When I first started out I knew a few things: I knew what I loved to do (writing, content marketing, and community management) and I knew why my clients wanted to work with me (strong writing skills, good attitude, deep knowledge of my industry), but I struggled to clarify what the value of what those things actually meant to my clients. This takes some serious thought and reflection, and it's okay if you don't know right away.
Some things to ask yourself are:
- What am I exceptionally good at?
- What makes me and my business unique?
- What does a one-sentence summary of how I help my clients/customers look like?
Get to Know Your Ideal Client or Customer
Take a step back from your own train of thought for a second and think like your ideal client or customer, then ask yourself the following questions:
- What do they do?
- What kinds of problems do they have that I can help solve?
- How can my services or product help make their lives easier?
- What do they value?
Not sure how to answer these questions? Ask and do some market research! You can accomplish this in a variety of ways: conducting a Twitter poll, asking friends and colleagues, talking to your mentor - the sky's the limit!
Creating an Eye-Catching Value Proposition
Business is about being different. The more you can stand out from your competitors, the stronger your value proposition will be.
Here's what my value proposition looks like:
I help brands and businesses create long-term content marketing strategies which help them convey the right message to their target audience.
Let's break this down:
- I've identified the kinds of clients I want
- I've stated the kind of work I want to do (copywriting, content marketing, and social media management)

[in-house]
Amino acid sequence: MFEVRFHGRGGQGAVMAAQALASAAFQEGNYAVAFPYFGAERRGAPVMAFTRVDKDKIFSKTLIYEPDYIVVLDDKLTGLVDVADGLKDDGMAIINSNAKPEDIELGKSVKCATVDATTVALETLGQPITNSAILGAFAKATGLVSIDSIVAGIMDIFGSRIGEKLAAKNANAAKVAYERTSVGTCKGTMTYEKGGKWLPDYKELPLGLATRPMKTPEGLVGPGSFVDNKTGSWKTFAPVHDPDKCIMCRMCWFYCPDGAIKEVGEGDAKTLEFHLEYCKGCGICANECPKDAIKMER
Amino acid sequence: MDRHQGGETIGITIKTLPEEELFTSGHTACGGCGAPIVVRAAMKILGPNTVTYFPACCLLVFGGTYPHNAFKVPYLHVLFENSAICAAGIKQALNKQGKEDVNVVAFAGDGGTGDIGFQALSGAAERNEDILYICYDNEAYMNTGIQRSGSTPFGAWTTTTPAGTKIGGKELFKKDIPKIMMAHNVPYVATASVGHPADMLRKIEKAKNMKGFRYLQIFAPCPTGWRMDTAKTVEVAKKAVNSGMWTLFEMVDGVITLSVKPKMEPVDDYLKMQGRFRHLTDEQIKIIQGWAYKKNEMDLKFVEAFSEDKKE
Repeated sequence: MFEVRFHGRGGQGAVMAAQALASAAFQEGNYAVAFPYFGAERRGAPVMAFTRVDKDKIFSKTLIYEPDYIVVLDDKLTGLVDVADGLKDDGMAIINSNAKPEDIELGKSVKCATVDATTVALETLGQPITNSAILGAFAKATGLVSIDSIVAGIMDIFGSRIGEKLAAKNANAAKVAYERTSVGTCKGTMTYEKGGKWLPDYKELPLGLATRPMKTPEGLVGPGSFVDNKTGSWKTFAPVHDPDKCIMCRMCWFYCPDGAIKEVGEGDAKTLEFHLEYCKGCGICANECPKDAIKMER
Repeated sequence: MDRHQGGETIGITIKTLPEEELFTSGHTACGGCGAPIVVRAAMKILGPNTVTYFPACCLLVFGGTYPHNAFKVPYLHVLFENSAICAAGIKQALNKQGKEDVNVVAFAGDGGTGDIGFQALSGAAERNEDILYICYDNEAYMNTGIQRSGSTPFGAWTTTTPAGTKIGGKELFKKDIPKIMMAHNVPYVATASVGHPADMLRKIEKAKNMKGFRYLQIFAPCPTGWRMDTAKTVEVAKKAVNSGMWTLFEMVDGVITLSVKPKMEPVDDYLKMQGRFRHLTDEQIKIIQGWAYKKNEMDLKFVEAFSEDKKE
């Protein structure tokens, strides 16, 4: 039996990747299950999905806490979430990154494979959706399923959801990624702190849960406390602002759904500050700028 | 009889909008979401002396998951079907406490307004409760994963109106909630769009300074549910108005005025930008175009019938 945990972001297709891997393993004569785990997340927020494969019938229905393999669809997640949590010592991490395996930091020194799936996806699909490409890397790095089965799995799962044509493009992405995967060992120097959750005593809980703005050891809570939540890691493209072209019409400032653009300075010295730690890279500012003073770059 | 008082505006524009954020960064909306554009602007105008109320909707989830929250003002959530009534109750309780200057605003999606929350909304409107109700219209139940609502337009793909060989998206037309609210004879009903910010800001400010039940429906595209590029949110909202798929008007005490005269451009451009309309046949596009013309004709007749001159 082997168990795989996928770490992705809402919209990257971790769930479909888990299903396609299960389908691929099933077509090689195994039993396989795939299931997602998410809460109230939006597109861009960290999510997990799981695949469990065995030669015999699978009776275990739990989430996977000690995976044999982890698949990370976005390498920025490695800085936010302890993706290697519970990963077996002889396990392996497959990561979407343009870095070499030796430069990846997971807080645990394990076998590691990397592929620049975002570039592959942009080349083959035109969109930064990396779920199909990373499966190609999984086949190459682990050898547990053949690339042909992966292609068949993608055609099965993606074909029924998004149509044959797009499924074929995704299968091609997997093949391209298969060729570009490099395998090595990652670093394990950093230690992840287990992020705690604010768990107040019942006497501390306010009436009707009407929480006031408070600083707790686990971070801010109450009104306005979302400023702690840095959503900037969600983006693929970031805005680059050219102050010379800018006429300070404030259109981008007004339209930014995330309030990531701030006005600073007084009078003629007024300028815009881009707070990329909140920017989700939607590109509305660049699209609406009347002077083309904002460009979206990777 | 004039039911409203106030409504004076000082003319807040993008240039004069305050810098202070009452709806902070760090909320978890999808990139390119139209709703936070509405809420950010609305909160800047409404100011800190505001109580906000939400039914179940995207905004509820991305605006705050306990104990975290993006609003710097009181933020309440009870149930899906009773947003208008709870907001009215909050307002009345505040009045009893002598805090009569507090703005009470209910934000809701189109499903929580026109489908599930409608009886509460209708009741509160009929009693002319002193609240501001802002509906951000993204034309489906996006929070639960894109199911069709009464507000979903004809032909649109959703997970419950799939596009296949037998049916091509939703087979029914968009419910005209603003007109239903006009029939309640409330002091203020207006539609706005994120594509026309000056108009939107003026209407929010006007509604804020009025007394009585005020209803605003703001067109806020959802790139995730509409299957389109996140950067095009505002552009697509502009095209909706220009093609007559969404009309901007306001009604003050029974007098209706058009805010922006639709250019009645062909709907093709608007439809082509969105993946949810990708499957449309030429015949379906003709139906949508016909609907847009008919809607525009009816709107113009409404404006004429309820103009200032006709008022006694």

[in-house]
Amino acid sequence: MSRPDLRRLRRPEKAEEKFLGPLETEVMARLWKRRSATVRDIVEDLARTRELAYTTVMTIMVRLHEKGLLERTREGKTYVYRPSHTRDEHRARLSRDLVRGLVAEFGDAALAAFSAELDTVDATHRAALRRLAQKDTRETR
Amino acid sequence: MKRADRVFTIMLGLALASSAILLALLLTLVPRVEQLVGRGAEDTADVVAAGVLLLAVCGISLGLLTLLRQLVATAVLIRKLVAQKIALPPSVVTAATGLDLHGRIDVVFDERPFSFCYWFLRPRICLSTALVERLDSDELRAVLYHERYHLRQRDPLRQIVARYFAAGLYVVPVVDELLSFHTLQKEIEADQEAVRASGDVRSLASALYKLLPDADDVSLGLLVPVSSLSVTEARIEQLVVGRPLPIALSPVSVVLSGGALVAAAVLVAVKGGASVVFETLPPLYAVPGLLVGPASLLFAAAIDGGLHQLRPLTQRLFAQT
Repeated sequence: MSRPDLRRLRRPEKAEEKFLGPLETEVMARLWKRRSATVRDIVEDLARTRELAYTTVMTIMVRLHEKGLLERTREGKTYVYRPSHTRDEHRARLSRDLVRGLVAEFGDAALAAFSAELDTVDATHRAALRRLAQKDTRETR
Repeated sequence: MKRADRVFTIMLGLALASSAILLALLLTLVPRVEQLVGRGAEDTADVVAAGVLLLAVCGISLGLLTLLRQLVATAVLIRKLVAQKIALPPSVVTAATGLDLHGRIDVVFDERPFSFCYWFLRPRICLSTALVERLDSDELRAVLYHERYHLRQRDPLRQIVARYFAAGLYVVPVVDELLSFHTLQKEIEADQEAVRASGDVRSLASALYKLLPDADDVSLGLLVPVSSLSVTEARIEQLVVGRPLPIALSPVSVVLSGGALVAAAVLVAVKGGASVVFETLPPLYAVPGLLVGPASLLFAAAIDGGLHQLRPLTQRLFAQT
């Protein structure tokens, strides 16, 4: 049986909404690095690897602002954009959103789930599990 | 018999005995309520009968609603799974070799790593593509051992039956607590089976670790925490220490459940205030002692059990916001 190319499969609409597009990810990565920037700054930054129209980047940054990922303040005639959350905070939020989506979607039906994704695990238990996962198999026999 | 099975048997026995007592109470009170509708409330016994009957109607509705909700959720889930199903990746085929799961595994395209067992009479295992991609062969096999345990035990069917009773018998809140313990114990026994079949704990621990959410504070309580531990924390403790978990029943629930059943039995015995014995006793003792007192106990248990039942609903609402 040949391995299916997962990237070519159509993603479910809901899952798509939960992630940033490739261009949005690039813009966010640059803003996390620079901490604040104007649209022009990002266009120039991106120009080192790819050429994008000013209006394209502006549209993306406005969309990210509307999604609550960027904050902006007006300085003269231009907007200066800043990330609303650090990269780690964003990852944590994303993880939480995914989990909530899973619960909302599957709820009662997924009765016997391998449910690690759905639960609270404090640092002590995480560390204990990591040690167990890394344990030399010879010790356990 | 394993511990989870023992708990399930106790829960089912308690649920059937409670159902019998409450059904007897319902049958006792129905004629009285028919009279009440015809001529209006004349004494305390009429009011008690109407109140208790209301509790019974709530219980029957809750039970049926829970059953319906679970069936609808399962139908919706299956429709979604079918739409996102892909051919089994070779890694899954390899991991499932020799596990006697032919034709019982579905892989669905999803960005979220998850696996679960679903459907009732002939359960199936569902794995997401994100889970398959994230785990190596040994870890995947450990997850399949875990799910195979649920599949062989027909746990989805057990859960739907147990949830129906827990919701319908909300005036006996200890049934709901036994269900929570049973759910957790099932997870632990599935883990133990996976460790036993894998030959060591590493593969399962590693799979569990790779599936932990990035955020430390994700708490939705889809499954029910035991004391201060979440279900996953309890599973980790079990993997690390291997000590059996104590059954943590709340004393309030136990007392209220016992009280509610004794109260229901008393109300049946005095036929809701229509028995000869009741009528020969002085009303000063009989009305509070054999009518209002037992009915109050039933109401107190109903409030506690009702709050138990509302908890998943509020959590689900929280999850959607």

- I've described the kinds of working relationships I want (long-term ones)
- I tell prospective clients how I help them (increasing brand awareness and community growth)
Creating a value proposition which states what you do, what makes you different, and the kinds of clients and working relationships you want to have doesn't just tell your clients about what you do, but it also helps you determine if a potential client or customer is the right fit for you, saving you time in the long run.
Adding Social Proof
Do you have any accomplishments that you're proud of?
Maybe you were published in your local paper, received an award for excellence in your field, or spoke at a conference - whatever it is, feel free to weave these into your value proposition when you can.
This is called "social proof" and is designed to add to your value proposition in terms of concrete examples of how awesome you and your business are.
You can add things like "voted #1 in my field" or "nominated as 2015 Canadian copywriter of the year" - whatever it is (as long as it's true!) can go a long way to adding weight to your value proposition.
Now it's your turn!